Transmission-daemon on a headless Ubuntu server

Use Transmission-daemon on a headless Ubuntu server for remote control the torrents. Here I installed Transmisiion-daemon in a headless server running Ubuntu.

Transmission is a fast, simple and cross-platform free BitTorrent client,  feature spotlight are,

  • Uses fewer resources than other clients
  • Native Mac, GTK+ and Qt GUI clients
  • Daemon ideal for servers, embedded systems, and headless use
  • All these can be remote controlled by Web and Terminal clients
  • Bluetack (PeerGuardian) blocklists with automatic updates
  • Full encryption, DHT, PEX and Magnet Link support

Check new release at

$ sudo apt-get install transmission-cli transmission-common transmission-daemon

Start and stop Daemon
$ sudo /etc/init.d/transmission-daemon start (stop)

Edit Configuration Settings

First, stop the daemon before editing.

$ sudo nano /etc/transmossion-daemon/settings.json

Some options(ref to WIKI):

  • download-dir: String
  • incomplete-dir: String (directory to keep incomplete files in)
  • incomplete-dir-enabled: Boolean (default = false) When enabled, new torrents will download the files to incomplete-dir. When complete, the files will be moved to download-dir.
  • watch-dir: String
  • watch-dir-enabled: Boolean (default = false)
  • rpc-authentication-required: Boolean (default = false)
  • rpc-bind-address: String (default = “″) Where to listen for RPC connections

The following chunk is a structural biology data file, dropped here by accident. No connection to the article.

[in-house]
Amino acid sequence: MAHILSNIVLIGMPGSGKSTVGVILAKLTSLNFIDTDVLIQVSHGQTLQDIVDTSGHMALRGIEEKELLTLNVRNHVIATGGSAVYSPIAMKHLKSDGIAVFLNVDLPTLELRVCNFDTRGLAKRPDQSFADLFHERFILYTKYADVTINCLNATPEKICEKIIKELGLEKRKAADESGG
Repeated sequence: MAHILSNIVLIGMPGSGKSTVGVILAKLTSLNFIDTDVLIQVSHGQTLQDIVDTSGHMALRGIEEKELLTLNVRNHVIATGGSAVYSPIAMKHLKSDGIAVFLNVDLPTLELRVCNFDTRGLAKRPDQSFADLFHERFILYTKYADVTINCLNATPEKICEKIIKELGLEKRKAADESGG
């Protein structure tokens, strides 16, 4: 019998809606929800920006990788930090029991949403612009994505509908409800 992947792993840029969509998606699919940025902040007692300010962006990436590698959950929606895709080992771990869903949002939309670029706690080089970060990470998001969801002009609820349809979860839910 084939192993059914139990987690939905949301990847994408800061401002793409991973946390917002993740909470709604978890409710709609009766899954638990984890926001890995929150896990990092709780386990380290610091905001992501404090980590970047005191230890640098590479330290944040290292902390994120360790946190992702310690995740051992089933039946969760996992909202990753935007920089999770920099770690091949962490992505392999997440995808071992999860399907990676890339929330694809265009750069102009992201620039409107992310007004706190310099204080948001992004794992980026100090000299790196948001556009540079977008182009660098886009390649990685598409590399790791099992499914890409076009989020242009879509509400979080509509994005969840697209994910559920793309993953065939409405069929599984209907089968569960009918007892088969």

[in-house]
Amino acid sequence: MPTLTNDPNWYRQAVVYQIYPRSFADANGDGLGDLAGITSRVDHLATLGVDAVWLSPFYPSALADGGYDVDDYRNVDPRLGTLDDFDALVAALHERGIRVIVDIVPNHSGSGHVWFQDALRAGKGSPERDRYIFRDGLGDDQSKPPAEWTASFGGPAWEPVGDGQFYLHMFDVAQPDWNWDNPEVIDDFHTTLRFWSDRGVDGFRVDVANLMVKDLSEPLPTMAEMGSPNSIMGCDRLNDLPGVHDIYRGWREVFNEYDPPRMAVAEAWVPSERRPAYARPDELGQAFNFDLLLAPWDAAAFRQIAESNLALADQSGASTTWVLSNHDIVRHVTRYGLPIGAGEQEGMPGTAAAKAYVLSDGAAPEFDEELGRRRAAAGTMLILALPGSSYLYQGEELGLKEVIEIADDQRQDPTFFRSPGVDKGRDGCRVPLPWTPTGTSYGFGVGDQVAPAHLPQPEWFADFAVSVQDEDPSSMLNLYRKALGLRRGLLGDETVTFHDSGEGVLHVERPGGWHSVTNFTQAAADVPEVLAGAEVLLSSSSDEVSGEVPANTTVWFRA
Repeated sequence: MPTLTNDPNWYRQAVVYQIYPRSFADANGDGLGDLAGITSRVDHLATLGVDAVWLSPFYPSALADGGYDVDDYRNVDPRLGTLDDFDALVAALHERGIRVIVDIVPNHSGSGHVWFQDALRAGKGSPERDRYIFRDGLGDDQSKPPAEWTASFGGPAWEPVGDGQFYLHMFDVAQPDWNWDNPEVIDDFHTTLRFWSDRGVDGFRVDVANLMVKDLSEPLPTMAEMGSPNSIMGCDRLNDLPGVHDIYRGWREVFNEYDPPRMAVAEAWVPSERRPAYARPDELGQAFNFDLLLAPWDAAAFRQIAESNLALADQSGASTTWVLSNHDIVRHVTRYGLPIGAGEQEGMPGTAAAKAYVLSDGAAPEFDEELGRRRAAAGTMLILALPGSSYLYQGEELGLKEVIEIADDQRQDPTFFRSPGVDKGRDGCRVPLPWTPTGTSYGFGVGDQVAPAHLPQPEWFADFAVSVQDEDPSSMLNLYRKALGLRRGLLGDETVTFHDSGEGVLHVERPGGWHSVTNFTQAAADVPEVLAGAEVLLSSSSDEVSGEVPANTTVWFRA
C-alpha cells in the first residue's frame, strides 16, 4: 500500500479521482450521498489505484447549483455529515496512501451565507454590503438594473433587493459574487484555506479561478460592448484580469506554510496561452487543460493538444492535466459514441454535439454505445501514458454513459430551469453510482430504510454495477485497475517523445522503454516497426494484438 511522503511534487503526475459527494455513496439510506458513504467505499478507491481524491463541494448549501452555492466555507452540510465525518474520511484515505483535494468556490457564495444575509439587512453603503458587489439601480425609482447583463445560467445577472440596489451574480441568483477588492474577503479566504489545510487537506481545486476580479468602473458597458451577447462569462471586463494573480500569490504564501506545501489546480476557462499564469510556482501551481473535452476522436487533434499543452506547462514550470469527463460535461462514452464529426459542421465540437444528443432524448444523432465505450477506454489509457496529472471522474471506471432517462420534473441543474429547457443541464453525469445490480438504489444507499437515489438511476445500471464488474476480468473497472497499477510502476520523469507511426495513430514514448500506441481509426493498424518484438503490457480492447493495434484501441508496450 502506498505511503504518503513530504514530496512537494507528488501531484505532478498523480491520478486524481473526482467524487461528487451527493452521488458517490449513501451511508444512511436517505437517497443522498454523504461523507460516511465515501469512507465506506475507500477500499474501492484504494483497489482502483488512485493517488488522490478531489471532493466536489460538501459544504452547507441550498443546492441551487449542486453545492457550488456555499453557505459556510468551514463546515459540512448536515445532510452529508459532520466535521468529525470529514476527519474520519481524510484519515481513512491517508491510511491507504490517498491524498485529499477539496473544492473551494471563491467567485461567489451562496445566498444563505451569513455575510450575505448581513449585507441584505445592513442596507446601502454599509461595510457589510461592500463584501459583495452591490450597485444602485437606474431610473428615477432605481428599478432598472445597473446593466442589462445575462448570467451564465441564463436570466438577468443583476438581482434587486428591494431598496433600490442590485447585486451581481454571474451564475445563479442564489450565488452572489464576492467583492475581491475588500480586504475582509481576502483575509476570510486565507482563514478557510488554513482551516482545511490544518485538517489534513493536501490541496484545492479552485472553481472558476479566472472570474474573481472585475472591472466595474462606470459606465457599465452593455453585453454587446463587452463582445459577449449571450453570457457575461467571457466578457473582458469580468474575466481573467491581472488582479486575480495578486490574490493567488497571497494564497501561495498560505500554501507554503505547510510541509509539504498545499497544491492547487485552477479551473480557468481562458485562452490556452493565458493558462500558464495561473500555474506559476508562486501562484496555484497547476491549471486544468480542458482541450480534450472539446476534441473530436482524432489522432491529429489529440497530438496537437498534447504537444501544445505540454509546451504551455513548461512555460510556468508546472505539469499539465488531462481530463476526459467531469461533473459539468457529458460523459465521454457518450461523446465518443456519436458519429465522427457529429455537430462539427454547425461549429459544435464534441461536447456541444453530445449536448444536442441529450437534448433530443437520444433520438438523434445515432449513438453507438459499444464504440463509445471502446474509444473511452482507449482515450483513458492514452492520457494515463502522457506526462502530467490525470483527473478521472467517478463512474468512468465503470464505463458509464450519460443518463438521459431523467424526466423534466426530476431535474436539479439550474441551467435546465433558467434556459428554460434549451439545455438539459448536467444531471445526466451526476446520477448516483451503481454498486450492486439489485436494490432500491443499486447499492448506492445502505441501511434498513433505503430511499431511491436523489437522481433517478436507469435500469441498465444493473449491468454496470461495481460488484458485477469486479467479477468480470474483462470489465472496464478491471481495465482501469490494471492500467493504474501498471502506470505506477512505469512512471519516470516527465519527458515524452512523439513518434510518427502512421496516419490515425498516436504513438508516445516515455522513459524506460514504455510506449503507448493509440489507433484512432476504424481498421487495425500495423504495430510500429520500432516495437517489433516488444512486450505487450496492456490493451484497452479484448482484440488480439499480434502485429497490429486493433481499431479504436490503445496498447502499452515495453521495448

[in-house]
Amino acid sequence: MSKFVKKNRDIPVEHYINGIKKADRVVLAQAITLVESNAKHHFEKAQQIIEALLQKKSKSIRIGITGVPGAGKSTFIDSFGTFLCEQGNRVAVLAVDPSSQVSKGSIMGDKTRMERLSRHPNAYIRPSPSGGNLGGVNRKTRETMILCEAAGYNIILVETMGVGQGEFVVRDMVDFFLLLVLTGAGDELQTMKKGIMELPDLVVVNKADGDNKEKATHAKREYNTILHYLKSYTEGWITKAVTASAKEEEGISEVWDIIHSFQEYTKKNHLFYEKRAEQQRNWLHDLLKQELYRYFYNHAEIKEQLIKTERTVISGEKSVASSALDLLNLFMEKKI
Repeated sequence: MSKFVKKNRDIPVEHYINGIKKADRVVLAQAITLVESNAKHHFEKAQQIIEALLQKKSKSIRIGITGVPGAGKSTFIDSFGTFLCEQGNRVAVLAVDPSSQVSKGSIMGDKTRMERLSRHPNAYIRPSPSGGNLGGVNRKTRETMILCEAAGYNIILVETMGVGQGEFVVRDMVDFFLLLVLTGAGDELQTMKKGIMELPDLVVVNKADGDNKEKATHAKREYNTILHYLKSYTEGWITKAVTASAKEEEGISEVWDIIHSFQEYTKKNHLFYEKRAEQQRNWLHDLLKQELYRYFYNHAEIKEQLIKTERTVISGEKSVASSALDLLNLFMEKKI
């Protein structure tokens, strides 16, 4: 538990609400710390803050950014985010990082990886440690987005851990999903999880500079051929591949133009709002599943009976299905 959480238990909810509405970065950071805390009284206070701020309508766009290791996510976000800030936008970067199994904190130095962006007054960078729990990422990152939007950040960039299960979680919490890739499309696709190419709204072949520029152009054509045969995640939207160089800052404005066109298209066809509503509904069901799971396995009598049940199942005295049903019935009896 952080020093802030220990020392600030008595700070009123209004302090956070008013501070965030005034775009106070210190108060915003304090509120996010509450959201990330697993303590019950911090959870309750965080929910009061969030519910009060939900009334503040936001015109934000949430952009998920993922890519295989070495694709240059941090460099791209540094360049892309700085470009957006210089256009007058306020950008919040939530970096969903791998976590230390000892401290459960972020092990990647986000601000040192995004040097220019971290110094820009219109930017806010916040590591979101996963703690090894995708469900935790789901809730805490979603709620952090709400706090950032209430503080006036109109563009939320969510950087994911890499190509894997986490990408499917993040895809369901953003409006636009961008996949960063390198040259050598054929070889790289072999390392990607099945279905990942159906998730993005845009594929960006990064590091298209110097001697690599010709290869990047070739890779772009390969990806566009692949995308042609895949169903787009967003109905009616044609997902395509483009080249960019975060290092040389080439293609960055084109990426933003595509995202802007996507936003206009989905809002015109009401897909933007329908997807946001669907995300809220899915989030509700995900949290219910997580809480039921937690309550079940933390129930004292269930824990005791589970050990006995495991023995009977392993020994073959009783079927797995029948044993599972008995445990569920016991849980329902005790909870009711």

• rpc-enabled: Boolean (default = true)
  • rpc-password: String
  • rpc-port: Number (default = 9091)
  • rpc-username: String
  • rpc-whitelist: String (Comma-delimited list of IP addresses. Wildcards allowed using ‘*’. Example: “127.0.0.*,192.168.*.*”, Default: “″ )
  • rpc-whitelist-enabled: Boolean (default = true)

My sample setting file for example:
“blocklist-enabled”: 0,
“download-dir”: “/home/user/downloads”,
“incomplete-dir”: “/home/user/tpm”,
“incomplete-dir-enabled”: 1,
“download-limit”: 100,
“download-limit-enabled”: 0,
“encryption”: 1,
“lazy-bitfield-enabled”: 1,
“message-level”: 2,
“open-file-limit”: 32,
“peer-limit-global”: 240,
“peer-limit-per-torrent”: 60,
“peer-port”: 51413,
“peer-port-random-enabled”: 0,
“peer-port-random-high”: 65535,
“peer-port-random-low”: 1024,
“peer-socket-tos”: 0,
“pex-enabled”: 1,
“port-forwarding-enabled”: 1,
“preallocation”: 1,
“proxy”: “”,
“proxy-auth-enabled”: 0,
“proxy-auth-password”: “”,
“proxy-auth-username”: “”,
“proxy-enabled”: 0,
“proxy-port”: 80,
“proxy-type”: 0,
“rpc-authentication-required”: 1,
“rpc-enabled”: 1,
“rpc-password”: “transmission”,
“rpc-port”: 9091,
“rpc-username”: “transmission”,
“rpc-whitelist”: “*”,
“rpc-whitelist-enabled”: 1,
“upload-limit”: 100,
“upload-limit-enabled”: 0,
“upload-slots-per-torrent”: 14


Transmission Remote GUI is a tool to remotely control Transmission-daemon via its RPC  protocol. You can download native applications for Windows, Linux and Mac OS X. In Linux, to make the file «transgui» executable by doing the following,

$ sudo chmod +x transgui

I encountered difficulties with file permissions when I had Transmission save downloads within the /var/lib/transmission-daemon/. Therefore, I changed Transmissions setting to download to a folder within my home directory. To ensure that both I and the debian-transmission user had read/write permissions, I added my account to the debian-transmission group (which is created when you install transmission), and I changed the group ownership of my torrent download directory to debian-transmission. Doing so grants the debian-transmission group read/write access to that folder, preserves read/write/execute access for my account, and prevents access to all others.

$ sudo usermod -a -G debian-transmission mjdescy
$ chgrp debian-transmission ~/dl/torrent
$ chmod 770 ~/dl/torrent

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